James Arbuthnot MP was our guest at a Power Lunch in Westminster this week. He began by pointing out that Britain's defence forces are something of a victim of their own success. With the Soviet threat gone, and the situation improving in Northern Ireland, British governments decided to scale back the forces and enjoy the peace dividend. But they moved a bit too quickly – and now we have other threats for which the armed forces are stretched to deal with.
A lot of the discussion focused on Gordon Brown's new policy – to concentrate on homeland security even (it appears) if this is at the expense of dealing with threats overseas. It appeals to the vote motive: people are instantly alarmed when bombs explode on London buses, or car bombs are driven into Glasgow Airport, but Iraq and Afghanistan are far away ventures for most of the UK population.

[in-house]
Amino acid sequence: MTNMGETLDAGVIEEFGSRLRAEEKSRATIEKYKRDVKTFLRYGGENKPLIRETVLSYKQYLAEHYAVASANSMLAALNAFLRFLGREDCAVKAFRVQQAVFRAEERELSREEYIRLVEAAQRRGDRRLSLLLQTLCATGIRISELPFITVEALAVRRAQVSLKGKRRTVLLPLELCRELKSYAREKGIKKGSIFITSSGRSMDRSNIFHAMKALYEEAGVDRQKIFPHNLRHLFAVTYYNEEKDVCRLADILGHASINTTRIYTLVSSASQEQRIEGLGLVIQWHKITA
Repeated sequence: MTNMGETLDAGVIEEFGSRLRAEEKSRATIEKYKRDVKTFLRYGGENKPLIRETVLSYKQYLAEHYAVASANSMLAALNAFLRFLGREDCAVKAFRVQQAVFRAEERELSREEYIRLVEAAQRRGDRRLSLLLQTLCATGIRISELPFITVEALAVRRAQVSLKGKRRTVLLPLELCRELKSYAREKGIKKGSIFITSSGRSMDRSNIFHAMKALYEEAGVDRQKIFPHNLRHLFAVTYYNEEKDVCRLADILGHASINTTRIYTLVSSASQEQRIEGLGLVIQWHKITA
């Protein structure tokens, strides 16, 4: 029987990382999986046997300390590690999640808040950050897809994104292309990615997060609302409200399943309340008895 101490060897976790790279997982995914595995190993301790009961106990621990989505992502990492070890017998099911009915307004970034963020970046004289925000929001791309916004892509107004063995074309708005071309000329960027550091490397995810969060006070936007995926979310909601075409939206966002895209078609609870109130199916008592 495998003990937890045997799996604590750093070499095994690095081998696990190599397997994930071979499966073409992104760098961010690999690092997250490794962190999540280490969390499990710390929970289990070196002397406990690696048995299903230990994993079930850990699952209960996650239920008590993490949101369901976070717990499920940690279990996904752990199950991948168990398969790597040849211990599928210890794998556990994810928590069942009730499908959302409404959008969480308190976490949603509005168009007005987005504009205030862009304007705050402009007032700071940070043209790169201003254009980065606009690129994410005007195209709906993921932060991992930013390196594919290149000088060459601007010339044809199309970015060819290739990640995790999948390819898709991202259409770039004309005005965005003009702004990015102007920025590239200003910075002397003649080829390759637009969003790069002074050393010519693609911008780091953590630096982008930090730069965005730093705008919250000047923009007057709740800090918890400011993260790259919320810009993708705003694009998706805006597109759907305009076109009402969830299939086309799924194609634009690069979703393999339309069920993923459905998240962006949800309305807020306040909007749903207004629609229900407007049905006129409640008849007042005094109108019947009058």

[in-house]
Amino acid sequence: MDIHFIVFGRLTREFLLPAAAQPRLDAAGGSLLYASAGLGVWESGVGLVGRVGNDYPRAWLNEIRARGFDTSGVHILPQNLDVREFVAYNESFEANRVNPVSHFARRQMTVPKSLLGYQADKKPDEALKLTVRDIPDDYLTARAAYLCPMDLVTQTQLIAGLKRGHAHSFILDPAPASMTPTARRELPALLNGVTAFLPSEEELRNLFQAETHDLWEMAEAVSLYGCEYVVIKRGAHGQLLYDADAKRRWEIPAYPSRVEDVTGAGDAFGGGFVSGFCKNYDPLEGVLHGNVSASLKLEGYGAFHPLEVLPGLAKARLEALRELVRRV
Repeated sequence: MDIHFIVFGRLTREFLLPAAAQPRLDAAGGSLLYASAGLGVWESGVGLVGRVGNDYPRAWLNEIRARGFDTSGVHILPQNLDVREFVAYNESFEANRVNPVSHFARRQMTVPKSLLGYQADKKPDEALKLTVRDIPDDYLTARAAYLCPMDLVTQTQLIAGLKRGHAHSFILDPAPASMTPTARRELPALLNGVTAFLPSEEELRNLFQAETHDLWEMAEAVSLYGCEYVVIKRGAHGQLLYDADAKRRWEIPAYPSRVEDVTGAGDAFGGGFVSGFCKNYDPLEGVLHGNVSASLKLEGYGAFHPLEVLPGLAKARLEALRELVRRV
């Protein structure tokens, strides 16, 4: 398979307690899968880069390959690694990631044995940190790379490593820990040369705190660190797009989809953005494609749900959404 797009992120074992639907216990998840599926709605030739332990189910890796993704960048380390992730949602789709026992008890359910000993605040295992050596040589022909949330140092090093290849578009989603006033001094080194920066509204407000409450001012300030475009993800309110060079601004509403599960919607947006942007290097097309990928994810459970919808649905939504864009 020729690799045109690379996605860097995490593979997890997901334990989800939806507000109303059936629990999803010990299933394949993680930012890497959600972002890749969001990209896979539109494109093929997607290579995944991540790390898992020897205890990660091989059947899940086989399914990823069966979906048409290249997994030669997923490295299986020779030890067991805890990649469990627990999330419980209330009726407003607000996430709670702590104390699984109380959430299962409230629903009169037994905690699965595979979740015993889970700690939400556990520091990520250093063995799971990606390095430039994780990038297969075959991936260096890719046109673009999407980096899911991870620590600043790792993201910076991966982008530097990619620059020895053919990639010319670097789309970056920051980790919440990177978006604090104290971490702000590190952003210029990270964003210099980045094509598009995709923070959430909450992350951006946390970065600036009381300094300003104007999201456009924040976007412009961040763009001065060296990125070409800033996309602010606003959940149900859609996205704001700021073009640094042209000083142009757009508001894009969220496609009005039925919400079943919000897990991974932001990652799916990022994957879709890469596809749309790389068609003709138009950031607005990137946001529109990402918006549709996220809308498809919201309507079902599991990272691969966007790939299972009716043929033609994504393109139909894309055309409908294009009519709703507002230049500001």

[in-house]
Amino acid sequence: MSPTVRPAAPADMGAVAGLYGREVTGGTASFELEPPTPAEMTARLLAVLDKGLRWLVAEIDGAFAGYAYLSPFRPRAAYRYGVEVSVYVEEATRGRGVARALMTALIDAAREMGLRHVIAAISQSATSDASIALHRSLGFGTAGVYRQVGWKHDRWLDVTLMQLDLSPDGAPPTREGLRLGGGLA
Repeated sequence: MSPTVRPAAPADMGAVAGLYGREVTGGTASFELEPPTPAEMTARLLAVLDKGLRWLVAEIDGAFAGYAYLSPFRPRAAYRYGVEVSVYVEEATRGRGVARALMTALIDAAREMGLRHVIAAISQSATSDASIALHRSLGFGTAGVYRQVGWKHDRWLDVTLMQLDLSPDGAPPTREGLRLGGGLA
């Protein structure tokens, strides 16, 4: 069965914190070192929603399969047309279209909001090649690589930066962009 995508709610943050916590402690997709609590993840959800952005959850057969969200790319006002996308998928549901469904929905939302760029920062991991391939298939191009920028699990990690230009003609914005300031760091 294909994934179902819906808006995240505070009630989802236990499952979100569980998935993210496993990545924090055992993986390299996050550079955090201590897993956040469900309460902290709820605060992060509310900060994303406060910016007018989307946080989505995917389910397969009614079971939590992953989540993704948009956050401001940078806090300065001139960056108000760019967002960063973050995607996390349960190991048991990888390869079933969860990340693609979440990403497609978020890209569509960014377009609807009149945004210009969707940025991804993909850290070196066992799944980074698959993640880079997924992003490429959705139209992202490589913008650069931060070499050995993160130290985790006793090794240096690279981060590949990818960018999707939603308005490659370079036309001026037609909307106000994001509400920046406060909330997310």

And yet, there is still plenty of inefficiency to be squeezed out of the ministry of defence, and out of defence proocurement – which seems to move slower than the technology it is procuring. Time, really, for a high-level think-tank of leaders from the public sector, the defence contractors, procurement experts and finance to get together and devise a better system that would be faster and less wasteful.